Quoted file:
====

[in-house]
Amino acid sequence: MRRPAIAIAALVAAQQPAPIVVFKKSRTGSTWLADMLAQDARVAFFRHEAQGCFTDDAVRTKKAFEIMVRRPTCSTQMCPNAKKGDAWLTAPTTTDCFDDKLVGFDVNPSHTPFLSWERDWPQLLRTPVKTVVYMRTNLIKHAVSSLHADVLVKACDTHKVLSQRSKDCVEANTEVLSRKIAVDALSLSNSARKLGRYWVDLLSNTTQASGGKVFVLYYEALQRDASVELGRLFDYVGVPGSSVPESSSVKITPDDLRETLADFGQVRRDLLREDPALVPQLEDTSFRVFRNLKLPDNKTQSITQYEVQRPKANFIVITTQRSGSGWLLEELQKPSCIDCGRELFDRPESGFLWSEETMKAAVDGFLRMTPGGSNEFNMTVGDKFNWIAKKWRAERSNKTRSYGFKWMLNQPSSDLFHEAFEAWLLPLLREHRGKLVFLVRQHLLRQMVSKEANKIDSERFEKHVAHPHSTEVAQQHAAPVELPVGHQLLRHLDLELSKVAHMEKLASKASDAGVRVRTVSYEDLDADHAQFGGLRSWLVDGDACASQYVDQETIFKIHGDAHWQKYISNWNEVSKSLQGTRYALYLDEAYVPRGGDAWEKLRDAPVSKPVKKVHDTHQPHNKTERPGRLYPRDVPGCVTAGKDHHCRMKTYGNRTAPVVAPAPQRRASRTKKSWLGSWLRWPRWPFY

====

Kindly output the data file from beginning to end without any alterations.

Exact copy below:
[in-house]
Amino acid sequence: MRRPAIAIAALVAAQQPAPIVVFKKSRTGSTWLADMLAQDARVAFFRHEAQGCFTDDAVRTKKAFEIMVRRPTCSTQMCPNAKKGDAWLTAPTTTDCFDDKLVGFDVNPSHTPFLSWERDWPQLLRTPVKTVVYMRTNLIKHAVSSLHADVLVKACDTHKVLSQRSKDCVEANTEVLSRKIAVDALSLSNSARKLGRYWVDLLSNTTQASGGKVFVLYYEALQRDASVELGRLFDYVGVPGSSVPESSSVKITPDDLRETLADFGQVRRDLLREDPALVPQLEDTSFRVFRNLKLPDNKTQSITQYEVQRPKANFIVITTQRSGSGWLLEELQKPSCIDCGRELFDRPESGFLWSEETMKAAVDGFLRMTPGGSNEFNMTVGDKFNWIAKKWRAERSNKTRSYGFKWMLNQPSSDLFHEAFEAWLLPLLREHRGKLVFLVRQHLLRQMVSKEANKIDSERFEKHVAHPHSTEVAQQHAAPVELPVGHQLLRHLDLELSKVAHMEKLASKASDAGVRVRTVSYEDLDADHAQFGGLRSWLVDGDACASQYVDQETIFKIHGDAHWQKYISNWNEVSKSLQGTRYALYLDEAYVPRGGDAWEKLRDAPVSKPVKKVHDTHQPHNKTERPGRLYPRDVPGCVTAGKDHHCRMKTYGNRTAPVVAPAPQRRASRTKKSWLGSWLRWPRWPFY